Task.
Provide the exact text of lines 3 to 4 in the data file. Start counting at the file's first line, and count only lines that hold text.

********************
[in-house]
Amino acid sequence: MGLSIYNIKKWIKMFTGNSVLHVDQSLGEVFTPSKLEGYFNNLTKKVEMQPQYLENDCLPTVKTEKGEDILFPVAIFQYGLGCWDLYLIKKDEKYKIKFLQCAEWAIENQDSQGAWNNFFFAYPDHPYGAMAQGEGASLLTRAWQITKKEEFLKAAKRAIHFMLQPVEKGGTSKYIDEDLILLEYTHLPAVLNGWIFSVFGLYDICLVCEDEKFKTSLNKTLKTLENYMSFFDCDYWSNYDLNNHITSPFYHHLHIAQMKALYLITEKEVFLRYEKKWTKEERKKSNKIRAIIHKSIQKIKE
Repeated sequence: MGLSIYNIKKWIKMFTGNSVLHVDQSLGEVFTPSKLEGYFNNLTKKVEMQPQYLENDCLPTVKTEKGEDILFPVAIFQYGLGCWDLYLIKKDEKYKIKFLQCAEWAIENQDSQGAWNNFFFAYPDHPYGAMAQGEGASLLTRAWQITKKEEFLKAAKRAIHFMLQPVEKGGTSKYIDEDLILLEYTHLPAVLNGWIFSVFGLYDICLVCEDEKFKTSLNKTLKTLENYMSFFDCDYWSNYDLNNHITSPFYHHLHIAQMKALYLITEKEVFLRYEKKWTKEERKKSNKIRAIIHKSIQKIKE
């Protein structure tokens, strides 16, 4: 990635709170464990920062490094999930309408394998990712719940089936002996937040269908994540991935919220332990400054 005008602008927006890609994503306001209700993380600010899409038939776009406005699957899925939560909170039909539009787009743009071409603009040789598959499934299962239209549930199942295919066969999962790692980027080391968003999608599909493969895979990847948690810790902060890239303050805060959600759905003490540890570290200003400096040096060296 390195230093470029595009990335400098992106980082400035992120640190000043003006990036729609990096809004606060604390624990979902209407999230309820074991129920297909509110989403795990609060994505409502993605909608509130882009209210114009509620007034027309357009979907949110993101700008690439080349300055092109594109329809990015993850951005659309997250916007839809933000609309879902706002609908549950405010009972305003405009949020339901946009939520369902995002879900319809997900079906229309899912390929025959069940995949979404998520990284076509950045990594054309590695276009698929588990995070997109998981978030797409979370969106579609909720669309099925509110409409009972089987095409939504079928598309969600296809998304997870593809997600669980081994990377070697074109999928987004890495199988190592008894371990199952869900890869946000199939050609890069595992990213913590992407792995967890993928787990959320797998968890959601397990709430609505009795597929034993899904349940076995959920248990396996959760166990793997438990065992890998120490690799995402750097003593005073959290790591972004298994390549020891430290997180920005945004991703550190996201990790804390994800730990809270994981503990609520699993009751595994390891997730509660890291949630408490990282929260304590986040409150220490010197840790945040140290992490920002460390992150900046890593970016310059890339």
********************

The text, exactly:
Repeated sequence: MGLSIYNIKKWIKMFTGNSVLHVDQSLGEVFTPSKLEGYFNNLTKKVEMQPQYLENDCLPTVKTEKGEDILFPVAIFQYGLGCWDLYLIKKDEKYKIKFLQCAEWAIENQDSQGAWNNFFFAYPDHPYGAMAQGEGASLLTRAWQITKKEEFLKAAKRAIHFMLQPVEKGGTSKYIDEDLILLEYTHLPAVLNGWIFSVFGLYDICLVCEDEKFKTSLNKTLKTLENYMSFFDCDYWSNYDLNNHITSPFYHHLHIAQMKALYLITEKEVFLRYEKKWTKEERKKSNKIRAIIHKSIQKIKE
């Protein structure tokens, strides 16, 4: 990635709170464990920062490094999930309408394998990712719940089936002996937040269908994540991935919220332990400054 005008602008927006890609994503306001209700993380600010899409038939776009406005699957899925939560909170039909539009787009743009071409603009040789598959499934299962239209549930199942295919066969999962790692980027080391968003999608599909493969895979990847948690810790902060890239303050805060959600759905003490540890570290200003400096040096060296 390195230093470029595009990335400098992106980082400035992120640190000043003006990036729609990096809004606060604390624990979902209407999230309820074991129920297909509110989403795990609060994505409502993605909608509130882009209210114009509620007034027309357009979907949110993101700008690439080349300055092109594109329809990015993850951005659309997250916007839809933000609309879902706002609908549950405010009972305003405009949020339901946009939520369902995002879900319809997900079906229309899912390929025959069940995949979404998520990284076509950045990594054309590695276009698929588990995070997109998981978030797409979370969106579609909720669309099925509110409409009972089987095409939504079928598309969600296809998304997870593809997600669980081994990377070697074109999928987004890495199988190592008894371990199952869900890869946000199939050609890069595992990213913590992407792995967890993928787990959320797998968890959601397990709430609505009795597929034993899904349940076995959920248990396996959760166990793997438990065992890998120490690799995402750097003593005073959290790591972004298994390549020891430290997180920005945004991703550190996201990790804390994800730990809270994981503990609520699993009751595994390891997730509660890291949630408490990282929260304590986040409150220490010197840790945040140290992490920002460390992150900046890593970016310059890339």